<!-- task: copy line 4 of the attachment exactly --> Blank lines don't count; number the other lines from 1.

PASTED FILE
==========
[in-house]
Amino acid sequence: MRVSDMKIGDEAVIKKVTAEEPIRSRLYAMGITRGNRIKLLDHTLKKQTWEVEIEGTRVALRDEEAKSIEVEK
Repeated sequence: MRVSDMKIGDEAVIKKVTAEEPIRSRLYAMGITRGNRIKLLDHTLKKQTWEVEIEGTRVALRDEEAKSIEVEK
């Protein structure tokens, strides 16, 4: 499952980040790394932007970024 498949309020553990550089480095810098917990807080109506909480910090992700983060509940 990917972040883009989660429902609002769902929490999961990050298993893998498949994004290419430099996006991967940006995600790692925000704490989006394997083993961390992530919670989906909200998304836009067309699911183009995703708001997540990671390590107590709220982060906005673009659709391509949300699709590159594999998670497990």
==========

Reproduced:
């Protein structure tokens, strides 16, 4: 499952980040790394932007970024 498949309020553990550089480095810098917990807080109506909480910090992700983060509940 990917972040883009989660429902609002769902929490999961990050298993893998498949994004290419430099996006991967940006995600790692925000704490989006394997083993961390992530919670989906909200998304836009067309699911183009995703708001997540990671390590107590709220982060906005673009659709391509949300699709590159594999998670497990």